Every day we see people all around us. We see people in our neighborhoods, at the store, in the workplace, at restaurants, and a plethora of other places. If you were asked to describe someone that you saw yesterday, how would you respond? “He was about 6 feet tall and skinny. Maybe 160 pounds. He had dark hair and a beard. I would guess he was 35 years old. He was wearing jeans, brown shoes, and a grey jacket.” “The elderly woman was about 80 years old and she had “white” hair. She wore glasses and her fingernails were painted red.” “The blonde-headed little boy had lots of energy. He was trying to grab several things and put them in the grocery cart. He was wearing a football jersey with sweatpants.” All of these descriptions provide physical characteristics of the people we saw.
But what if we started looking at people the way Paul saw them? In 1 Thessalonians 2:7-12, he gives us a different description of people. He says, “But we were gentle among you, like a nursing mother taking care of her own children…For you know how, like a father with his children, we exhorted each one of you and encouraged you and charged you to walk in a manner worthy of God…” Paul was not necessarily concerned with physical appearances, but he saw people as needing discipleship – they needed to be loved and led.
The people around you need to be loved and led as well! Picture a mom holding her infant child. The baby is clothed in an adorable outfit and wrapped carefully in a blanket. The mom holds the baby close to her as she rocks him to sleep. This mom cares deeply for this child. She wants to protect him and nurture him. She also just wants to be close to him. Although she could lay him in the crib for a nap, there is something precious about just holding him.
With those around us we may not be able to hold them and rock them to sleep, but they should know we want to be close to them and care for them. Paul genuinely cared for and loved the Thessalonians. “So, being affectionately desirous of you, we were ready to share with you not only the gospel of God but also our own selves, because you had become very dear to us.” (1 Thessalonians 2:8) Sharing the gospel was not a task to be completed, but Paul wanted the people to know and understand his love for them because God first loved them. Paul didn’t just “love in word or talk but in deed and in truth.” (1 John 3:18) He shared his life with the Thessalonians. Are we truly sharing our lives with those around us? Do we love people because they are created in God’s image? Do we want them to know the love that God has for them? Timothy was genuinely concerned for those at Philippi (Philippians 2:20). Do we genuinely love those that God has placed around us?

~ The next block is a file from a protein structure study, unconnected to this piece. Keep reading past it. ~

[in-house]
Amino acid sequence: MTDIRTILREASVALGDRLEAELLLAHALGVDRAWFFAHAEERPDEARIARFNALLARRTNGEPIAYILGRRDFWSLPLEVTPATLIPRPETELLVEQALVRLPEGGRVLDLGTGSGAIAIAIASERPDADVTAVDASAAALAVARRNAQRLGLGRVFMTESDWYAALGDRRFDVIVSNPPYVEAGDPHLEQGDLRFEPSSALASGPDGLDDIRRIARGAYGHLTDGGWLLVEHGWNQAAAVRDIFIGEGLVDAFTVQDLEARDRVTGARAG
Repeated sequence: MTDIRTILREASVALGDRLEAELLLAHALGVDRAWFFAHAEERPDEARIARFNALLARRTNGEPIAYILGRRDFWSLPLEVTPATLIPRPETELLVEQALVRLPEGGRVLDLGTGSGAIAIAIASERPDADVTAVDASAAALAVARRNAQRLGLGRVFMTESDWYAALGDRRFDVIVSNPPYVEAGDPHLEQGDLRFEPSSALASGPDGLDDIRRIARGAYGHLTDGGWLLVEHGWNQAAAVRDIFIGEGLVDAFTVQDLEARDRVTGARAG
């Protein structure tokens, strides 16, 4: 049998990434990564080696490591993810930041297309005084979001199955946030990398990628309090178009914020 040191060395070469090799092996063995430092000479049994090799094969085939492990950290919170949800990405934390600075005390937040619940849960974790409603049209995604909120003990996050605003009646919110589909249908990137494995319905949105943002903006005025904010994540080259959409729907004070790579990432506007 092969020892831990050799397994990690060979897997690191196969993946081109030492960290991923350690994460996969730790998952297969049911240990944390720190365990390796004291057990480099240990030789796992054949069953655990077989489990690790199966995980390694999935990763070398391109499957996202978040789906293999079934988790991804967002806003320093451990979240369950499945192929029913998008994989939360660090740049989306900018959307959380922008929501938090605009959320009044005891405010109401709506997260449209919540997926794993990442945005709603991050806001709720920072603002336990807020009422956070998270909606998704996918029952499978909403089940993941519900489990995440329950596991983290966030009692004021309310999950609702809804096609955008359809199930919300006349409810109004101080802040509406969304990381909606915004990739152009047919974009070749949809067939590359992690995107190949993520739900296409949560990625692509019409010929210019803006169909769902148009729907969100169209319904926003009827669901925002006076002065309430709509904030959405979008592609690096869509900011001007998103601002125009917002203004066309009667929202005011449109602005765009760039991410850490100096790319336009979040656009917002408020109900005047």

Love is a big component of discipleship, but it is not the only component. As we love others, we should also lead them to “walk in a manner worthy of God.” This takes effort. I remember when my dad tried to teach me to drive a car with a manual transmission. It didn’t come “automatically” to me (I couldn’t resist an attempt at a little humor). He had to explain about the clutch and shifting gears. He had to encourage me to not quit when the car kept stalling out. It was a process, but I finally got the hang of it.
We need to exhort, encourage and charge people to walk with God, too. They need to be led in what this looks like. Discipleship is taking what you have learned and teaching it to someone else so they can in turn teach another person. Those around you may not know as much about God as you do, or they may not understand how to apply biblical principles to their lives. That is where you explain, encourage, and challenge them. Just as a father leads a child in learning something new, we should provide the example for others in following Jesus.
Each believer is called to “make disciples” (Matthew 28:19). There are opportunities all around us. So as you go through your week see the opportunities before you. See the numerous people that need to be loved and led. And then disciple them by loving and leading them to walk in a manner worthy of God.”
Transforming Discipleship by Greg Ogden
Rediscovering Discipleship Making Jesus’ Final Words our First Work by Robby Gallaty